Ah, finally it is finished. This work grew longer than expected but with a bit of hindsight that is also logical: for example I spell out in detail once more how to find the eigenvalue functions for a arbitrary number *X*. After all that is an important detail so it is worth repeating. But I skipped the proces of diagonalization because we do not need it in this post.

Yet if you teach math and the time has come to do the complex number stuff, you could show the students how to diagonalize the complex multiplication for numbers from the complex plane. Most of the time students only diagonalize just one matrix with some numbers in it and that’s all, they never diagonalize an entire family of matrices. So that is why that would be useful, on the other hand the eigenvalues for a number *z* from the complex plane is *z* itself and it’s conjugate… And say for yourself: diagonalizing a number *z* so that later you must multiply the eigenvalues (also *z*) is very useless, as a matter of fact it is hard to find anything that is more useless… And once you have explained that diag stuff is usefull and utterly un-usefull at the same time, you can point to the live of the average math professor: also utterly useless…

Of course in higher dimensions the proces of diagonalization is very handy because it gives you for example a way of calculating the logarithm of higher dimensional numbers. And that way can be used in any dimension while all other methods for finding a logarithm get more and more difficult (as far as I know).

In this post I also worked out in detail what the eigenvalues of non-invertible numbers are; the non zero numbers with a determinant of zero have at least one eigenvalue being zero. I calcualted the eigenvalues for the numbers tau and alpha for both the complex and circular 3D multiplication.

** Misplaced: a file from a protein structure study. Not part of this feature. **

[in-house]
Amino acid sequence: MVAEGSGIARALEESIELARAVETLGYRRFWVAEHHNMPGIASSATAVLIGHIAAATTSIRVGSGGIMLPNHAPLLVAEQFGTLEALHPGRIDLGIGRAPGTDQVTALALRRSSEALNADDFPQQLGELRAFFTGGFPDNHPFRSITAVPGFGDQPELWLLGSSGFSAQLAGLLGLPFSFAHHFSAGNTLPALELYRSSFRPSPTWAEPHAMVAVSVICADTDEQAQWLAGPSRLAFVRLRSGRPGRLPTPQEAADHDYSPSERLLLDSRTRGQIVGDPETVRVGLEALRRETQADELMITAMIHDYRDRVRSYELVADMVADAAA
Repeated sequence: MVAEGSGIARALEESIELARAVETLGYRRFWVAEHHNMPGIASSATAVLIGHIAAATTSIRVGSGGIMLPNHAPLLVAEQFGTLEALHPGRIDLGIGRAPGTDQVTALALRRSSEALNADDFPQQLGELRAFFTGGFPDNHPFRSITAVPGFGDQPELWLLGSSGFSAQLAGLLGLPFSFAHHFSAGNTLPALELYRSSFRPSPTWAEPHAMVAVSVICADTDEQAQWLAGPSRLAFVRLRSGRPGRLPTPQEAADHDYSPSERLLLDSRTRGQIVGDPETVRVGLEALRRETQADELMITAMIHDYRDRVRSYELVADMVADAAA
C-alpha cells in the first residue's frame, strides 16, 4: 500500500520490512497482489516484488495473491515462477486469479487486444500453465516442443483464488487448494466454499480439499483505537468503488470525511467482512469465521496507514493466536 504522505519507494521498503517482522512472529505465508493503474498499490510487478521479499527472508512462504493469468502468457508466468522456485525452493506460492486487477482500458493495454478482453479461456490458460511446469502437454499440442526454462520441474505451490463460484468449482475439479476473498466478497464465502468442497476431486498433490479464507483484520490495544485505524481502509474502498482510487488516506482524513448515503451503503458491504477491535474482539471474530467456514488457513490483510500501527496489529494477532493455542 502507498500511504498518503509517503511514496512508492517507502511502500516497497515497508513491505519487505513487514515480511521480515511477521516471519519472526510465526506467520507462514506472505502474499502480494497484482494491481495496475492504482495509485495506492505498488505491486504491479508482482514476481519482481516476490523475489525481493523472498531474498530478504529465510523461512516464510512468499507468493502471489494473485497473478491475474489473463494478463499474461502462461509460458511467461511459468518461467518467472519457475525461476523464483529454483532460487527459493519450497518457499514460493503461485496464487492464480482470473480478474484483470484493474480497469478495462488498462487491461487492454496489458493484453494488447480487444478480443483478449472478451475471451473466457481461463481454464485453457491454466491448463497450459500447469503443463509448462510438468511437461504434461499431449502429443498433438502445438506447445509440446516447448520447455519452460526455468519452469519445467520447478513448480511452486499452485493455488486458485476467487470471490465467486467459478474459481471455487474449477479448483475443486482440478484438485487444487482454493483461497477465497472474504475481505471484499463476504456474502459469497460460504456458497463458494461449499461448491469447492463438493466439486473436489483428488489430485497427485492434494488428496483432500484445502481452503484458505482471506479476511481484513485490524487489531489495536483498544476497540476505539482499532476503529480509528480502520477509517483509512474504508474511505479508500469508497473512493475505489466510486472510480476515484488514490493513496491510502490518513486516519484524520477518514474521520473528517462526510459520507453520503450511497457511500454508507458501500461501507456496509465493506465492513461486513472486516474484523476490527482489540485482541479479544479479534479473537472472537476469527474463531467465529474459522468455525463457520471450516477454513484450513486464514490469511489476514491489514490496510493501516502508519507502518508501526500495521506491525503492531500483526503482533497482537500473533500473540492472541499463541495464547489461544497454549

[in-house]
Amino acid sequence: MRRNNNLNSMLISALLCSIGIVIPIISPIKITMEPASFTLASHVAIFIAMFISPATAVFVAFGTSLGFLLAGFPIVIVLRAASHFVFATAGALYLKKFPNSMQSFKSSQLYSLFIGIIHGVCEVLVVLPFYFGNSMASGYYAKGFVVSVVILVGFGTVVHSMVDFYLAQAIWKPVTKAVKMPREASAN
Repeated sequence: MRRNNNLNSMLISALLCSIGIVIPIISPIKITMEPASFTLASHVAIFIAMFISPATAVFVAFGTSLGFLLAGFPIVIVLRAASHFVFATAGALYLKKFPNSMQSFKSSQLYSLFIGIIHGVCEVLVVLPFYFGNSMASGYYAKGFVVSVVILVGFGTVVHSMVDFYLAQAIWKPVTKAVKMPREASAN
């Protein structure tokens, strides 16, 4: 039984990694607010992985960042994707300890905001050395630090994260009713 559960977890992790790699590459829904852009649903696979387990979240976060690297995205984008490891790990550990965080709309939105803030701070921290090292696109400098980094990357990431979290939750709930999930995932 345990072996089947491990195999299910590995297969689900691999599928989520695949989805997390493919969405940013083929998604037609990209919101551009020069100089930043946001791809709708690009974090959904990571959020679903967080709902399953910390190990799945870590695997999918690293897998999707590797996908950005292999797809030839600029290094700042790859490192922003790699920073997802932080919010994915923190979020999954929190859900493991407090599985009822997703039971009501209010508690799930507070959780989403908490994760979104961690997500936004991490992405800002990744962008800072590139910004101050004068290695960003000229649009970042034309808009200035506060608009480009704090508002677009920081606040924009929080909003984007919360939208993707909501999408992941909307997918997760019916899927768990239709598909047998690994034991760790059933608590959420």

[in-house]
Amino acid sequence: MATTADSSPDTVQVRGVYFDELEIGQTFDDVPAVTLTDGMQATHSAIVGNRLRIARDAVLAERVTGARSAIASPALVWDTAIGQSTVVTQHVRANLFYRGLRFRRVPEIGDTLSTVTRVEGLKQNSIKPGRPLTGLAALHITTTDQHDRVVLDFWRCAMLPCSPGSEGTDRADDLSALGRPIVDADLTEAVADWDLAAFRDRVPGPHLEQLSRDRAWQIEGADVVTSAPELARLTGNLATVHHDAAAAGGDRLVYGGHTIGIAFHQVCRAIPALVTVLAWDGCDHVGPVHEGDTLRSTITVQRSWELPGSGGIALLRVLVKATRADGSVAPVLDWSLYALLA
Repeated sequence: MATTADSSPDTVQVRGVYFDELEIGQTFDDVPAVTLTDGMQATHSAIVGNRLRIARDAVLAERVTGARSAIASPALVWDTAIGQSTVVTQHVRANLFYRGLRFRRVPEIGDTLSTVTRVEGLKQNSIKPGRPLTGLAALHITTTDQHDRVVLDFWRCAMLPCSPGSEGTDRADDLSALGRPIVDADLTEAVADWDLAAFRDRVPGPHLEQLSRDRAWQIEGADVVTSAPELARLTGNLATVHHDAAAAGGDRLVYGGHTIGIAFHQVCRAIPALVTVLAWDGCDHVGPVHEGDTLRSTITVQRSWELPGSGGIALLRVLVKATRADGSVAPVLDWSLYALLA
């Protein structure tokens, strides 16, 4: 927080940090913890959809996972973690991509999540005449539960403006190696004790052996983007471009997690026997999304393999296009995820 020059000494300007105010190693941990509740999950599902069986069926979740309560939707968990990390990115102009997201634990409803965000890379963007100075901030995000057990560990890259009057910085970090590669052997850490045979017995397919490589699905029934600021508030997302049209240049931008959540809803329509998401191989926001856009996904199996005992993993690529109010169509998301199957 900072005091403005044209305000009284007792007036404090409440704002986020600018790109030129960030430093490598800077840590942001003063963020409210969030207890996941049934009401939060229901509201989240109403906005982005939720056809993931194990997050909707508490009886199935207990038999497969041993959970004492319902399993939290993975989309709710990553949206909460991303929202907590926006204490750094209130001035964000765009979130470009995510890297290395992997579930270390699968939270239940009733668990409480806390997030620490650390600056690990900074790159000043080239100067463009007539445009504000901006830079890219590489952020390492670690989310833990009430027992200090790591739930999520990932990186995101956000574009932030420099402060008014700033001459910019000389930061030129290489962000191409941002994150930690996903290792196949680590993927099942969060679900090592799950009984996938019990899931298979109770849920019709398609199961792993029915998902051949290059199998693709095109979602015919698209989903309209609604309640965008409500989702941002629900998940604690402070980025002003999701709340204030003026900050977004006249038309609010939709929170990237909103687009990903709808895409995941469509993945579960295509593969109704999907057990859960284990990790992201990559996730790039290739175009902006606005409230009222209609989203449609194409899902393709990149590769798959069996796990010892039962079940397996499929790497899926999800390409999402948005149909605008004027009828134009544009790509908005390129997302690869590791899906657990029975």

This is post number 150 so all in all on average I write just about 30 posts a year. That is a cost of about 2€ per post… 😉 Luckily this hobby of 3D complex numbers is a rather cheap hobby while at the same time it keeps the mind sharp. A disadvantage is that if it takes me just 5 or 10 minutes to do some calculations with pencil and paper, it often takes 5 to 10 hours before it is turned into a post that is more or less readable for other people… And that is something I value highly; so often you come across sloppy explanations that are not carfully thought through. I don’t like that.

Originally I prepared 10 pictures to write the post on but I had so much text that I started expanding those pictures and in the end I made an 11-th picture to get it all on. So I just expanded those pictures to make the text fit more or less precise of most of them have weird sizes. May be it is better to just stick to the size of 550×775 pixels and just make more of them if needed and not this chaotic expansion on the fly.

Ok, here we go:

I expect that when you made it this far, you already know what the Cauchy/Schwarz inequality is. But in case you never heard of it, please try to understand that beautiful but very simple inequality. Here is a wiki: Cauchy-Schwarz Inequality. Link used: https://brilliant.org/wiki/cauchy-schwarz-inequality/

Ok, this is more or less what I had to say on the subject of crafting a norm from eigenvalues. Don´t forget in the complex plane the square of the norm is also the product of the eigenvalues of a complex number *z*. So for centuries the math professors are already doing this although I do not think they are aware that they use a product of eigenvalues. For them likely it is just some stuff that is ´Just like Pythagoras´.

End of this post.